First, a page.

Jonathan Stark describes FileMaker as, “an old-school software development platform ideally suited to building internal applications for workgroups.”
Ignoring the old-school comment, the second part of that sentence helped me put FIleMaker’s strong points into perspective.
Is that a common view of the typical — or ideal — FileMaker use case?
That's how their current licensing is set to work.
That's how FileMaker / Claris positioned FileMaker at all conferences I ever went to: small to medium-sized workgroups.
Yes, they target the small-medium organisation, department, etc.
FileMaker's strong point is the same as its weak point: with only a superficial exposure to its basic structures, you can start using it. You can do a lot of useful things with it long before you fully understand it.
I did my first serious database in FileMaker 2.1 and did it all without cracking open a manual. It's that self-explanatory. Just poke around in the menus. "Oh, wow, it can do this!"
Of course that leads to a vast array of really badly written solutions in FileMaker. There are a zillion ways of doing almost anything but that doesn't make them equally elegant. I have copies of my very first futzy versions of my very first file, and I had created calculation fields defined as equal to other fields simply to put them on a different layout. Not realizing you could add a field you had already created to a different layout. And a lot of other things that would make you wince.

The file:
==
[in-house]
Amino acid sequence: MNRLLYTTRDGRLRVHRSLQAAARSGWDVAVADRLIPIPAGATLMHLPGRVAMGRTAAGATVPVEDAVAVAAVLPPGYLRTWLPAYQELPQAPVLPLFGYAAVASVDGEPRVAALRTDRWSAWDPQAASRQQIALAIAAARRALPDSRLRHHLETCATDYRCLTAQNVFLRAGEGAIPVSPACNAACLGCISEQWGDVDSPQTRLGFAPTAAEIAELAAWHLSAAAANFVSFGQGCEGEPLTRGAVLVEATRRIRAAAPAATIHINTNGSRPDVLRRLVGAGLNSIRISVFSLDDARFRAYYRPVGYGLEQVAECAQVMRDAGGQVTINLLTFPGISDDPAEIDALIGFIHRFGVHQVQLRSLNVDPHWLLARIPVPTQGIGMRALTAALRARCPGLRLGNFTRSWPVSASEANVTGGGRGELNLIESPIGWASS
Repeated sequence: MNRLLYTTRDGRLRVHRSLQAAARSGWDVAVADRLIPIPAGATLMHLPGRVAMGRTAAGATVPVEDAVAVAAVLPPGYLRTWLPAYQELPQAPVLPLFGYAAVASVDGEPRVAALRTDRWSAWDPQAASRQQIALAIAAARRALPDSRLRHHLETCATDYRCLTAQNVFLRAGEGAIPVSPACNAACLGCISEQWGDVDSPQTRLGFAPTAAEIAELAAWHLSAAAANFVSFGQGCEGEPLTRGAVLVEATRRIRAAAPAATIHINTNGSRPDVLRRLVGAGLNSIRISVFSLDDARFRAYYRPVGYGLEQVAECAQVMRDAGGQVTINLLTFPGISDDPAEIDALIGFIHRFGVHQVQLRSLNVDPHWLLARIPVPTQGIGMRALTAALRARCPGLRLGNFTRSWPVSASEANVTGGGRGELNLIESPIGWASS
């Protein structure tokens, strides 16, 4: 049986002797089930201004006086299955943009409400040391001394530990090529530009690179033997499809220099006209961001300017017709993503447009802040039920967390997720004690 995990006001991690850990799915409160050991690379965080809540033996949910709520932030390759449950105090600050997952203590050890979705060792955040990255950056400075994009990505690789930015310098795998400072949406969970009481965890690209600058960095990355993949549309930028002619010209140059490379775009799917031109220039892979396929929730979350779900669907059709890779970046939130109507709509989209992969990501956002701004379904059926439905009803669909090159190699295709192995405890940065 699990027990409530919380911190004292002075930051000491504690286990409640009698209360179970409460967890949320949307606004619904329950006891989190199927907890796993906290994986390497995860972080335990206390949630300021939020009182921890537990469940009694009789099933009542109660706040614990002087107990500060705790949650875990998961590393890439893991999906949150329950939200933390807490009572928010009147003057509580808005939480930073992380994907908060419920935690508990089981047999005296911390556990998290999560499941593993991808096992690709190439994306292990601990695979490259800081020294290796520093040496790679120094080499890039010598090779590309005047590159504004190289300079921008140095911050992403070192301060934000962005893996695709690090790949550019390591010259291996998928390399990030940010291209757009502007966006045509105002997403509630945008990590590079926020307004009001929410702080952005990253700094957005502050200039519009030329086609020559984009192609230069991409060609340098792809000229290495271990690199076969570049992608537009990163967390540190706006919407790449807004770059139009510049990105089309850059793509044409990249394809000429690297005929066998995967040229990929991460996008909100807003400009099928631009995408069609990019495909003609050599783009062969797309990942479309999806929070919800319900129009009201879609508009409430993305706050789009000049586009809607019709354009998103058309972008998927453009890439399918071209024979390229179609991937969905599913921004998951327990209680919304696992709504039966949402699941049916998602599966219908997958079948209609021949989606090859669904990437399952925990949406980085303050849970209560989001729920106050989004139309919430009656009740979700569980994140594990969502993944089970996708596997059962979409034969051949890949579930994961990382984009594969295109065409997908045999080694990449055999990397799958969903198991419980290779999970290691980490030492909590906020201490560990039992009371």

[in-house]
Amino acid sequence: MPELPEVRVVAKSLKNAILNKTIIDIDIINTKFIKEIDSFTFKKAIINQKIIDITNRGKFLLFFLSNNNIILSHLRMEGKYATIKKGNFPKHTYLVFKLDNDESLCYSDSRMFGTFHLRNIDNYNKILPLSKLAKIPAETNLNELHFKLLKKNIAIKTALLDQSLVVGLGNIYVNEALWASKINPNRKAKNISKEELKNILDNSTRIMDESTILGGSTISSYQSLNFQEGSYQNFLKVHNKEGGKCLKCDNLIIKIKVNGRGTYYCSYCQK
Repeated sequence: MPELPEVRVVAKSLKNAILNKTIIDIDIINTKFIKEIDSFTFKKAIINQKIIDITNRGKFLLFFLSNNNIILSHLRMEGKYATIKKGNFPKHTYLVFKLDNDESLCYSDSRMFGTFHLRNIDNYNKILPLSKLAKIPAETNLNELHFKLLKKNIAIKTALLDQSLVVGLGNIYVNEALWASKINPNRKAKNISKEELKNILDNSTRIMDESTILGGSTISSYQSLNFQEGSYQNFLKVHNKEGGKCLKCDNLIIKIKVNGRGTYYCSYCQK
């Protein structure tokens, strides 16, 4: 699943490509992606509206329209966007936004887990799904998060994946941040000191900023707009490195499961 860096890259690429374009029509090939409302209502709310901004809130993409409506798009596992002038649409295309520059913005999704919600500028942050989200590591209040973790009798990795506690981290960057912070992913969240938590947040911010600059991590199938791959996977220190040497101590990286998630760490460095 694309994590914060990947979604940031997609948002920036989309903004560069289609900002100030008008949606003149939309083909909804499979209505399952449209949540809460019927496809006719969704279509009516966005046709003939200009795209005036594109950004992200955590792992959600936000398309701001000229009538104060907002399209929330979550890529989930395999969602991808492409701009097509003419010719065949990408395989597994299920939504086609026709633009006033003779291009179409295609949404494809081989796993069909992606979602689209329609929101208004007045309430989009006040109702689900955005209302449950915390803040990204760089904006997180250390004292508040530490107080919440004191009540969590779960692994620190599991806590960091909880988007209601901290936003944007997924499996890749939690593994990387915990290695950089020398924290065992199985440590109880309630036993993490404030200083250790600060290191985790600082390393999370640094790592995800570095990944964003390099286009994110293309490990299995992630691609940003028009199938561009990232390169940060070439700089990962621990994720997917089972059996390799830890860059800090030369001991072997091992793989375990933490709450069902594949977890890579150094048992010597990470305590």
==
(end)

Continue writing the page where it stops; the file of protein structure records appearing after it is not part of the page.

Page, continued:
But it's also an environment that teaches you via experience. I learned on my own the limitations of repeating fields and replaced them with FileMaker 2.1 scripts that copied the thingie that would some day be called a "primary key" and then called a script in a second file that entered Find Mode and pasted, thus bringing up the related records.
Thank you for posting this link. The article focuses on something that is quite important: billing mode. It is billing by the hour vs something else. Good point to discuss.